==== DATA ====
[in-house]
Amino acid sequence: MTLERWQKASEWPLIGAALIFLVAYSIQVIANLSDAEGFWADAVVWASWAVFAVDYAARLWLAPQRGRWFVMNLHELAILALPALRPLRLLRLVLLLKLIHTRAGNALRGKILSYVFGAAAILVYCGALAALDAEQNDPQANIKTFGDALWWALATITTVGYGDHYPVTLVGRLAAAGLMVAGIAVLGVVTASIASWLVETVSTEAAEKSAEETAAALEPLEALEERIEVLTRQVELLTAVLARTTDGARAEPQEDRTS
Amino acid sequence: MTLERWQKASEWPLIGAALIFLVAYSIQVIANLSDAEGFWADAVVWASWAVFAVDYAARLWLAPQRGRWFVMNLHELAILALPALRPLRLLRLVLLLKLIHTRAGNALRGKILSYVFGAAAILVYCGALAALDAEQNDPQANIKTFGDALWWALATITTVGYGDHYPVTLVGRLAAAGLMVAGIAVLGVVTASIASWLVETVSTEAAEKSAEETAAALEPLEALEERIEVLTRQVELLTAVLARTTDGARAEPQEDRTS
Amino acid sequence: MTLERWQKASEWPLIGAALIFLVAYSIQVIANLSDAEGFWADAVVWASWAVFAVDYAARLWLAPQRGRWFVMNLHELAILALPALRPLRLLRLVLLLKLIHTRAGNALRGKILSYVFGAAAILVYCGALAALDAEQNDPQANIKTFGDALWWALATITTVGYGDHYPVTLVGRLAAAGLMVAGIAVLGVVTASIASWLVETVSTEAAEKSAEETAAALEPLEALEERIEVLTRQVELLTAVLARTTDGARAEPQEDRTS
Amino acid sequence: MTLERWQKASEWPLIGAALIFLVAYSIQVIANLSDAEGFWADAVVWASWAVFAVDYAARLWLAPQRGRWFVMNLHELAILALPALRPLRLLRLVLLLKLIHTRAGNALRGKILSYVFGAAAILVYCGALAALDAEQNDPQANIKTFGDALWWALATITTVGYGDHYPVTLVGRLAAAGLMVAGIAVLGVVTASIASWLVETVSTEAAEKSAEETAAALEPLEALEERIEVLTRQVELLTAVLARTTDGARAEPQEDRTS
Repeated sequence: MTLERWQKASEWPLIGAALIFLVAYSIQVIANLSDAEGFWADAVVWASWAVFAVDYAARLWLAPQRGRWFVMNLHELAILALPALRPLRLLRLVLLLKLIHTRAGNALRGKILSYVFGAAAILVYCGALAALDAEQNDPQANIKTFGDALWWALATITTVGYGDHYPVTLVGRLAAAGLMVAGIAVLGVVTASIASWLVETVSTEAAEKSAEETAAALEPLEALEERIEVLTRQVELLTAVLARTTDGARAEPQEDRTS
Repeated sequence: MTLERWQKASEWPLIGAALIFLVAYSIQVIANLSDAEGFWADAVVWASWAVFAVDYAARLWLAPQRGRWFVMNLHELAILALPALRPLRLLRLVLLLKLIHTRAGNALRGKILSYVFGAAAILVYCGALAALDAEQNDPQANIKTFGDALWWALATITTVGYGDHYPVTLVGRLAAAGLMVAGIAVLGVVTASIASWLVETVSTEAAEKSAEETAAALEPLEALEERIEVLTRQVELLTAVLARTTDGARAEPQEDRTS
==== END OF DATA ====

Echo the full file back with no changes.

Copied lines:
[in-house]
Amino acid sequence: MTLERWQKASEWPLIGAALIFLVAYSIQVIANLSDAEGFWADAVVWASWAVFAVDYAARLWLAPQRGRWFVMNLHELAILALPALRPLRLLRLVLLLKLIHTRAGNALRGKILSYVFGAAAILVYCGALAALDAEQNDPQANIKTFGDALWWALATITTVGYGDHYPVTLVGRLAAAGLMVAGIAVLGVVTASIASWLVETVSTEAAEKSAEETAAALEPLEALEERIEVLTRQVELLTAVLARTTDGARAEPQEDRTS
Amino acid sequence: MTLERWQKASEWPLIGAALIFLVAYSIQVIANLSDAEGFWADAVVWASWAVFAVDYAARLWLAPQRGRWFVMNLHELAILALPALRPLRLLRLVLLLKLIHTRAGNALRGKILSYVFGAAAILVYCGALAALDAEQNDPQANIKTFGDALWWALATITTVGYGDHYPVTLVGRLAAAGLMVAGIAVLGVVTASIASWLVETVSTEAAEKSAEETAAALEPLEALEERIEVLTRQVELLTAVLARTTDGARAEPQEDRTS
Amino acid sequence: MTLERWQKASEWPLIGAALIFLVAYSIQVIANLSDAEGFWADAVVWASWAVFAVDYAARLWLAPQRGRWFVMNLHELAILALPALRPLRLLRLVLLLKLIHTRAGNALRGKILSYVFGAAAILVYCGALAALDAEQNDPQANIKTFGDALWWALATITTVGYGDHYPVTLVGRLAAAGLMVAGIAVLGVVTASIASWLVETVSTEAAEKSAEETAAALEPLEALEERIEVLTRQVELLTAVLARTTDGARAEPQEDRTS
Amino acid sequence: MTLERWQKASEWPLIGAALIFLVAYSIQVIANLSDAEGFWADAVVWASWAVFAVDYAARLWLAPQRGRWFVMNLHELAILALPALRPLRLLRLVLLLKLIHTRAGNALRGKILSYVFGAAAILVYCGALAALDAEQNDPQANIKTFGDALWWALATITTVGYGDHYPVTLVGRLAAAGLMVAGIAVLGVVTASIASWLVETVSTEAAEKSAEETAAALEPLEALEERIEVLTRQVELLTAVLARTTDGARAEPQEDRTS
Repeated sequence: MTLERWQKASEWPLIGAALIFLVAYSIQVIANLSDAEGFWADAVVWASWAVFAVDYAARLWLAPQRGRWFVMNLHELAILALPALRPLRLLRLVLLLKLIHTRAGNALRGKILSYVFGAAAILVYCGALAALDAEQNDPQANIKTFGDALWWALATITTVGYGDHYPVTLVGRLAAAGLMVAGIAVLGVVTASIASWLVETVSTEAAEKSAEETAAALEPLEALEERIEVLTRQVELLTAVLARTTDGARAEPQEDRTS
Repeated sequence: MTLERWQKASEWPLIGAALIFLVAYSIQVIANLSDAEGFWADAVVWASWAVFAVDYAARLWLAPQRGRWFVMNLHELAILALPALRPLRLLRLVLLLKLIHTRAGNALRGKILSYVFGAAAILVYCGALAALDAEQNDPQANIKTFGDALWWALATITTVGYGDHYPVTLVGRLAAAGLMVAGIAVLGVVTASIASWLVETVSTEAAEKSAEETAAALEPLEALEERIEVLTRQVELLTAVLARTTDGARAEPQEDRTS